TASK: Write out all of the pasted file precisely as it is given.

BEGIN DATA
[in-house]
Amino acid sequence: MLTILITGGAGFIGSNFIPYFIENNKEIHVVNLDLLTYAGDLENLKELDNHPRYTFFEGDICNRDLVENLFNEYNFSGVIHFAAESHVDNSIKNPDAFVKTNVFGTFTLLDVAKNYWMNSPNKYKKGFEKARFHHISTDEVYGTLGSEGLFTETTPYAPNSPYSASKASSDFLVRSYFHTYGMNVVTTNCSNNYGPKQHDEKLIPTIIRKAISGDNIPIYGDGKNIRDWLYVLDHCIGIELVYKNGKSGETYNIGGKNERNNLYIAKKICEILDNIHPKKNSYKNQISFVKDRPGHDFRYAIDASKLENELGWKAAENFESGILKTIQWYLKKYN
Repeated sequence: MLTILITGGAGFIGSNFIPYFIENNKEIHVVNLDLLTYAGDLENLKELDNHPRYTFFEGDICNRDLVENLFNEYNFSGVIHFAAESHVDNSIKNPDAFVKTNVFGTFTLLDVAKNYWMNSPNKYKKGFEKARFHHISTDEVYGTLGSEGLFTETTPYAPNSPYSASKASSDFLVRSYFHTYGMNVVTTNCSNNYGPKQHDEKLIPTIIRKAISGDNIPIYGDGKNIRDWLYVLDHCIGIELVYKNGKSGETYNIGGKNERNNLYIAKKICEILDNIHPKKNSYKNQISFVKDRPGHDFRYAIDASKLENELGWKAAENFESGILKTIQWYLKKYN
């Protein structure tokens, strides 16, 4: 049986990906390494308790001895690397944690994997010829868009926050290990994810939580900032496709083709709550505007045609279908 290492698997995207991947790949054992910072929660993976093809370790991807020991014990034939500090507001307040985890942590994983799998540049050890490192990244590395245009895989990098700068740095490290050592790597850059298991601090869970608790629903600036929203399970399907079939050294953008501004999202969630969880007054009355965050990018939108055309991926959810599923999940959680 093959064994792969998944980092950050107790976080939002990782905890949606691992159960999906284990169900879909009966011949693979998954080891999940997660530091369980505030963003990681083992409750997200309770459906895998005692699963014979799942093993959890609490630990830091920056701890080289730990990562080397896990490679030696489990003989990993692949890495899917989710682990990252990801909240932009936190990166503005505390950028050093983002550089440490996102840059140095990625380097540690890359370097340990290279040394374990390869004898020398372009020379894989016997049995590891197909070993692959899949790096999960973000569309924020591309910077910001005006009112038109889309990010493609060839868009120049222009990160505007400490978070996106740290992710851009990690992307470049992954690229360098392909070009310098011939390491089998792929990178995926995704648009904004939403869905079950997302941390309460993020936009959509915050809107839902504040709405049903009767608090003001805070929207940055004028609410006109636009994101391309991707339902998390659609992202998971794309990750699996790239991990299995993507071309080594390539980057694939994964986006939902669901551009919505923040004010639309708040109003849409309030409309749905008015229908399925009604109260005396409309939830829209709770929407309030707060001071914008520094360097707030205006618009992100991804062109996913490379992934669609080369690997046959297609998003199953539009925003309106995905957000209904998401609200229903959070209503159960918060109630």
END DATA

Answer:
[in-house]
Amino acid sequence: MLTILITGGAGFIGSNFIPYFIENNKEIHVVNLDLLTYAGDLENLKELDNHPRYTFFEGDICNRDLVENLFNEYNFSGVIHFAAESHVDNSIKNPDAFVKTNVFGTFTLLDVAKNYWMNSPNKYKKGFEKARFHHISTDEVYGTLGSEGLFTETTPYAPNSPYSASKASSDFLVRSYFHTYGMNVVTTNCSNNYGPKQHDEKLIPTIIRKAISGDNIPIYGDGKNIRDWLYVLDHCIGIELVYKNGKSGETYNIGGKNERNNLYIAKKICEILDNIHPKKNSYKNQISFVKDRPGHDFRYAIDASKLENELGWKAAENFESGILKTIQWYLKKYN
Repeated sequence: MLTILITGGAGFIGSNFIPYFIENNKEIHVVNLDLLTYAGDLENLKELDNHPRYTFFEGDICNRDLVENLFNEYNFSGVIHFAAESHVDNSIKNPDAFVKTNVFGTFTLLDVAKNYWMNSPNKYKKGFEKARFHHISTDEVYGTLGSEGLFTETTPYAPNSPYSASKASSDFLVRSYFHTYGMNVVTTNCSNNYGPKQHDEKLIPTIIRKAISGDNIPIYGDGKNIRDWLYVLDHCIGIELVYKNGKSGETYNIGGKNERNNLYIAKKICEILDNIHPKKNSYKNQISFVKDRPGHDFRYAIDASKLENELGWKAAENFESGILKTIQWYLKKYN
């Protein structure tokens, strides 16, 4: 049986990906390494308790001895690397944690994997010829868009926050290990994810939580900032496709083709709550505007045609279908 290492698997995207991947790949054992910072929660993976093809370790991807020991014990034939500090507001307040985890942590994983799998540049050890490192990244590395245009895989990098700068740095490290050592790597850059298991601090869970608790629903600036929203399970399907079939050294953008501004999202969630969880007054009355965050990018939108055309991926959810599923999940959680 093959064994792969998944980092950050107790976080939002990782905890949606691992159960999906284990169900879909009966011949693979998954080891999940997660530091369980505030963003990681083992409750997200309770459906895998005692699963014979799942093993959890609490630990830091920056701890080289730990990562080397896990490679030696489990003989990993692949890495899917989710682990990252990801909240932009936190990166503005505390950028050093983002550089440490996102840059140095990625380097540690890359370097340990290279040394374990390869004898020398372009020379894989016997049995590891197909070993692959899949790096999960973000569309924020591309910077910001005006009112038109889309990010493609060839868009120049222009990160505007400490978070996106740290992710851009990690992307470049992954690229360098392909070009310098011939390491089998792929990178995926995704648009904004939403869905079950997302941390309460993020936009959509915050809107839902504040709405049903009767608090003001805070929207940055004028609410006109636009994101391309991707339902998390659609992202998971794309990750699996790239991990299995993507071309080594390539980057694939994964986006939902669901551009919505923040004010639309708040109003849409309030409309749905008015229908399925009604109260005396409309939830829209709770929407309030707060001071914008520094360097707030205006618009992100991804062109996913490379992934669609080369690997046959297609998003199953539009925003309106995905957000209904998401609200229903959070209503159960918060109630």